Looking for a fun, new DIY project? Why not try making your own paracord bullwhip! This project is perfect for beginners and can be completed in just a few hours. Best of all, you can customize your whip to suit your own style. So grab some paracord and get started!

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7. How to Make a 24 Plait 5 Belly Nylon Bullwhip

How to Make a 24 Plait 5 Belly Nylon Bullwhip

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8. How to Make a Paracord Bullwhip

Paracord is a versatile material that can be used for all sorts of projects. It’s strong, durable, and easy to work with, making it the perfect choice for everything from bracelets to whips. In this tutorial, you’ll learn how to make a paracord bullwhip. This project is perfect for those who are looking for a fun and challenging DIY project. Let’s get started!

9. Fast & Cheap Paracord Bullwhip

Are you looking for a new and exciting DIY project? Why not try making a paracord bullwhip! This project is perfect for any maker hobbyist. With just a few materials and some basic skills, you can create your own bullwhip that is sure to impress. So, what are you waiting for? Get started on your own paracord bullwhip today!

10. Indiana Jones Style

11. How to Make an Instant Bullwhip

12. 8 Foot Option

Step 1

Gather all supplies. You will need approximately 12 feet of paracord for each whip. You will also need some kind of handle, like those found on guitar straps or a simple piece of wood (about 8 inches long).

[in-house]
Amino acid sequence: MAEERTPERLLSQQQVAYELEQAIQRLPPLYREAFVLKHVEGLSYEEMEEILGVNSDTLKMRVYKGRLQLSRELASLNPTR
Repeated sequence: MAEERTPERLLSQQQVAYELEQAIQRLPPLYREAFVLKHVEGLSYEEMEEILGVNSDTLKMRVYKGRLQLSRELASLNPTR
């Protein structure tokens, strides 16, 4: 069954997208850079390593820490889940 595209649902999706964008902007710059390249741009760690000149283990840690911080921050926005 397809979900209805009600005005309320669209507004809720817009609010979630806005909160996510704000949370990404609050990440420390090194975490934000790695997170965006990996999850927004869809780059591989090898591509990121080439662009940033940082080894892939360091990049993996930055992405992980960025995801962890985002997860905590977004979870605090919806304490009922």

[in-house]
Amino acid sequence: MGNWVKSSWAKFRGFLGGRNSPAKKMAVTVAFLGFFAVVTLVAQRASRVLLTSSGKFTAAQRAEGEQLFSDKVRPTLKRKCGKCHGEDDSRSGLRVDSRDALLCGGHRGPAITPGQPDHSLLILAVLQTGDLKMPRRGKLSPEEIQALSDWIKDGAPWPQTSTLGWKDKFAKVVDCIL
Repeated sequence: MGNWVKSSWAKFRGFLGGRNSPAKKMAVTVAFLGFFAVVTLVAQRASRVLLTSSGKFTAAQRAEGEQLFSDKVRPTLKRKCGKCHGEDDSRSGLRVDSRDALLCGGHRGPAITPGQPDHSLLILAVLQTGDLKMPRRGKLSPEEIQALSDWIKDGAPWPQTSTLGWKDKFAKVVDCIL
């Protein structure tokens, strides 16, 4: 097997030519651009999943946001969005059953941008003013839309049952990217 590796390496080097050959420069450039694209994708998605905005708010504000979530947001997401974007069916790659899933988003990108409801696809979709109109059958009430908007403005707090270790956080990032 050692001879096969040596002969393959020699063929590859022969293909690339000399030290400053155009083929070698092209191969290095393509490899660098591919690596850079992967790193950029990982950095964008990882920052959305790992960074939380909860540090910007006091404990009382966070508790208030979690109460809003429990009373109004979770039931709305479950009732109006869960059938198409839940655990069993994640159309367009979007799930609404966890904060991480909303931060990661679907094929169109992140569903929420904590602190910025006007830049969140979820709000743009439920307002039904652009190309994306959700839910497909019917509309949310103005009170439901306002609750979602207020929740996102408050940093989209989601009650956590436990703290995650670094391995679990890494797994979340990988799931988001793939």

Finally, you will need some type of ring or clip that can attach itself to your belt loop when not in use. I used a dog leash attachment from a pet store, and it works great! The last thing needed is an end weight. This can be something as heavy as a lead block or even just a rock weighing about 5 pounds.

The only condition is that it must be heavier than most whips are designed to hold without breaking. The purpose of an end weight is to keep the tip down and prevent damage to whatever you’re hitting with your bullwhip.

If you don’t have any weights lying around, don’t worry about it because there are other ways to solve that problem. One of them will be described later in End Weight? What End Weight? Section below.

So what exactly do you need to make a real working bullwhip? Here’s a list: 100 feet of 550 paracords; 20 feet of thin rope or 2 lengths of thin rope 3/8 inch thick; 1 dog leash attachment or 1⁄2 inch nylon webbing; 1⁄4 inch nylon cord or rope; sharpie marker and scissors.

Of course, if you feel uncomfortable making your own whip, feel free to purchase one made from eBay or other sites selling kinky toys.

Just remember, though, if you choose to buy one instead of making it yourself, that they tend to be expensive and far less unique than a handmade whip.

Another note worth mentioning is that purchasing one could land you on a government watch list due to certain types of whips being banned under anti-possession laws.

Step 2

Cut down approximately 9-12 feet of your paracord. Leave enough length for your handle, usually about 10 feet from tip to tip of the handle. The size will vary depending on how long you want your whip and how much paracord you have.

Cut three evenly spaced loops along one end of your cord. These loops are where you attach lengths of 550 paracords for cracking action and strength. Three is plenty for most whips.